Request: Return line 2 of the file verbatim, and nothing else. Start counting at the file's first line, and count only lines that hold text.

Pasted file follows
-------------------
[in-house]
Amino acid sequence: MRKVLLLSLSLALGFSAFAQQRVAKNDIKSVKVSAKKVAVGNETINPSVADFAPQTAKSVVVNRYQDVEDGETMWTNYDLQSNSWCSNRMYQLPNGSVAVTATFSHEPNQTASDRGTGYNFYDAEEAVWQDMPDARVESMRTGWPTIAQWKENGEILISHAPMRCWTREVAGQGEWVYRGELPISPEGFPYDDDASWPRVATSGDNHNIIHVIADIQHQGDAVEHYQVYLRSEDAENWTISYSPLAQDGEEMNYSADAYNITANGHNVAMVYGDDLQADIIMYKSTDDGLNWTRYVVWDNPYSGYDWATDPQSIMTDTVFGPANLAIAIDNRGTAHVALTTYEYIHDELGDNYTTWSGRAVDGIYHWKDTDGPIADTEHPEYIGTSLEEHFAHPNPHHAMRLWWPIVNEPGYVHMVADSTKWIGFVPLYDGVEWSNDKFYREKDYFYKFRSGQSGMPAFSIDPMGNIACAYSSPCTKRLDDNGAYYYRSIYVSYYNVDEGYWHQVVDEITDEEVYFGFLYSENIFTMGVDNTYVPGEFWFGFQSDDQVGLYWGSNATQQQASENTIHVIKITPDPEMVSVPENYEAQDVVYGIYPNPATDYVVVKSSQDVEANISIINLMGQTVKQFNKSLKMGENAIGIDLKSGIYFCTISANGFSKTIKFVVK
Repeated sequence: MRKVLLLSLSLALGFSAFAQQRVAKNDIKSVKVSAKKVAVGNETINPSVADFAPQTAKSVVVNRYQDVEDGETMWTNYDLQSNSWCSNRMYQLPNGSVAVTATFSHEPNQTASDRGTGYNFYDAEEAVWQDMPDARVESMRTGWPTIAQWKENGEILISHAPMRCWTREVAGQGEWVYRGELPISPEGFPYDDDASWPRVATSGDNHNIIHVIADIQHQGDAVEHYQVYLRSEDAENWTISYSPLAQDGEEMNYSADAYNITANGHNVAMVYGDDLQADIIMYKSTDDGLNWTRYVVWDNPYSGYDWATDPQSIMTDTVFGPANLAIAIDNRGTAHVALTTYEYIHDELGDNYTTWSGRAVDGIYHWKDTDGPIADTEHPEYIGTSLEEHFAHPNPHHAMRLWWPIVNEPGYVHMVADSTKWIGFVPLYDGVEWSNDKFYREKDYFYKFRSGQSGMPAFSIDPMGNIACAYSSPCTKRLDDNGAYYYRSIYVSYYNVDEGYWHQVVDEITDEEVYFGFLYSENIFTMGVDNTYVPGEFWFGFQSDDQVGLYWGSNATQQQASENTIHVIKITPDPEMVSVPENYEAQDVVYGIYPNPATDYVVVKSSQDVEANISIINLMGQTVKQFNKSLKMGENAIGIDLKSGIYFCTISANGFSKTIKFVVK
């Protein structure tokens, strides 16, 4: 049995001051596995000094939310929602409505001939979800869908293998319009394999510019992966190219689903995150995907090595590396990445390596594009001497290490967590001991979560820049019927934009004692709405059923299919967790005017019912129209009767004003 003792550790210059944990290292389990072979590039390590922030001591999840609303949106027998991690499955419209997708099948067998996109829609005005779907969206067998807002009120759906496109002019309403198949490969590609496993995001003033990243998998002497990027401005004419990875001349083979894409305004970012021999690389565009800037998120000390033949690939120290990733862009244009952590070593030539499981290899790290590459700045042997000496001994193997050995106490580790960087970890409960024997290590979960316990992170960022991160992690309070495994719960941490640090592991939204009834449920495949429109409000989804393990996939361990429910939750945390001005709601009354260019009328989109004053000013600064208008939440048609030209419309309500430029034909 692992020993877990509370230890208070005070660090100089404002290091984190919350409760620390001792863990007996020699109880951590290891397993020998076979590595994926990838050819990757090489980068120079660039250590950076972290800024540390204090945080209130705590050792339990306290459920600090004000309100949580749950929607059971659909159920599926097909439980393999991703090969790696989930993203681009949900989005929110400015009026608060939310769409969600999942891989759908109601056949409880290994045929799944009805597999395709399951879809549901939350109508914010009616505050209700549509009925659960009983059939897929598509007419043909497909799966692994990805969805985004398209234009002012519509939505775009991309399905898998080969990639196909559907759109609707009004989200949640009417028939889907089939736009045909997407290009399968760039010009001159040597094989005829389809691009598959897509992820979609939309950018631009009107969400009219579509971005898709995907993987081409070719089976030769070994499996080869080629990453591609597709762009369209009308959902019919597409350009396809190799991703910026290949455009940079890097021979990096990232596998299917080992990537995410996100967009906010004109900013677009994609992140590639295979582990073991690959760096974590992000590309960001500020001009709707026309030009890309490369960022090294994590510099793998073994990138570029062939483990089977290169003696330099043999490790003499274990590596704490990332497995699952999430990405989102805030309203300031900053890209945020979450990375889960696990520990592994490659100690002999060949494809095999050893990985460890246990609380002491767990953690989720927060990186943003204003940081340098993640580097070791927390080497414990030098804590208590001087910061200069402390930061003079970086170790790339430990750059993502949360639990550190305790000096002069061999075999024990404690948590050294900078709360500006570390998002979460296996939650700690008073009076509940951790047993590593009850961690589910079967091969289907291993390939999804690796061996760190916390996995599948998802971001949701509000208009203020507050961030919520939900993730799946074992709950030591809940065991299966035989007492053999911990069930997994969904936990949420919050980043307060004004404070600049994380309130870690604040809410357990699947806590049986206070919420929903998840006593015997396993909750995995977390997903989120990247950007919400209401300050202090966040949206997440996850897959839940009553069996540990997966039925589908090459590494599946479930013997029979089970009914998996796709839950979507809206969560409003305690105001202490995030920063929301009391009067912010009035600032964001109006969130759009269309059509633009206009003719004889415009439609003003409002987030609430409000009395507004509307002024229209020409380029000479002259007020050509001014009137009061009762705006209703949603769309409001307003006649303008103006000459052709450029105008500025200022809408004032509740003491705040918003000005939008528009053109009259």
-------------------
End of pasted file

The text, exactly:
Amino acid sequence: MRKVLLLSLSLALGFSAFAQQRVAKNDIKSVKVSAKKVAVGNETINPSVADFAPQTAKSVVVNRYQDVEDGETMWTNYDLQSNSWCSNRMYQLPNGSVAVTATFSHEPNQTASDRGTGYNFYDAEEAVWQDMPDARVESMRTGWPTIAQWKENGEILISHAPMRCWTREVAGQGEWVYRGELPISPEGFPYDDDASWPRVATSGDNHNIIHVIADIQHQGDAVEHYQVYLRSEDAENWTISYSPLAQDGEEMNYSADAYNITANGHNVAMVYGDDLQADIIMYKSTDDGLNWTRYVVWDNPYSGYDWATDPQSIMTDTVFGPANLAIAIDNRGTAHVALTTYEYIHDELGDNYTTWSGRAVDGIYHWKDTDGPIADTEHPEYIGTSLEEHFAHPNPHHAMRLWWPIVNEPGYVHMVADSTKWIGFVPLYDGVEWSNDKFYREKDYFYKFRSGQSGMPAFSIDPMGNIACAYSSPCTKRLDDNGAYYYRSIYVSYYNVDEGYWHQVVDEITDEEVYFGFLYSENIFTMGVDNTYVPGEFWFGFQSDDQVGLYWGSNATQQQASENTIHVIKITPDPEMVSVPENYEAQDVVYGIYPNPATDYVVVKSSQDVEANISIINLMGQTVKQFNKSLKMGENAIGIDLKSGIYFCTISANGFSKTIKFVVK